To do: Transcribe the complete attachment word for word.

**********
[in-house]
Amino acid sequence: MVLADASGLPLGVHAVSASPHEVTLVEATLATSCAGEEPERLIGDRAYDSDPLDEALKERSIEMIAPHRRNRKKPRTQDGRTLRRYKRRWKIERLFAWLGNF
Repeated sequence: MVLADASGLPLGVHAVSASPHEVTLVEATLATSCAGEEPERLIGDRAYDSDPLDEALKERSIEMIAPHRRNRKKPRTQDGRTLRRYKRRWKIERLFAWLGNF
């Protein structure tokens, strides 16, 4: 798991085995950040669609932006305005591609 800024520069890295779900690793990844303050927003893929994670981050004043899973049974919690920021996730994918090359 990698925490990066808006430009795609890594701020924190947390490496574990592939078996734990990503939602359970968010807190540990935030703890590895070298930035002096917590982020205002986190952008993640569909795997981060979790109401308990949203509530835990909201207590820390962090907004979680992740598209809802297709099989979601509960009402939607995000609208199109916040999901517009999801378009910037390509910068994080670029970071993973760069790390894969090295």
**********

[in-house]
Amino acid sequence: MVLADASGLPLGVHAVSASPHEVTLVEATLATSCAGEEPERLIGDRAYDSDPLDEALKERSIEMIAPHRRNRKKPRTQDGRTLRRYKRRWKIERLFAWLGNF
Repeated sequence: MVLADASGLPLGVHAVSASPHEVTLVEATLATSCAGEEPERLIGDRAYDSDPLDEALKERSIEMIAPHRRNRKKPRTQDGRTLRRYKRRWKIERLFAWLGNF
């Protein structure tokens, strides 16, 4: 798991085995950040669609932006305005591609 800024520069890295779900690793990844303050927003893929994670981050004043899973049974919690920021996730994918090359 990698925490990066808006430009795609890594701020924190947390490496574990592939078996734990990503939602359970968010807190540990935030703890590895070298930035002096917590982020205002986190952008993640569909795997981060979790109401308990949203509530835990909201207590820390962090907004979680992740598209809802297709099989979601509960009402939607995000609208199109916040999901517009999801378009910037390509910068994080670029970071993973760069790390894969090295």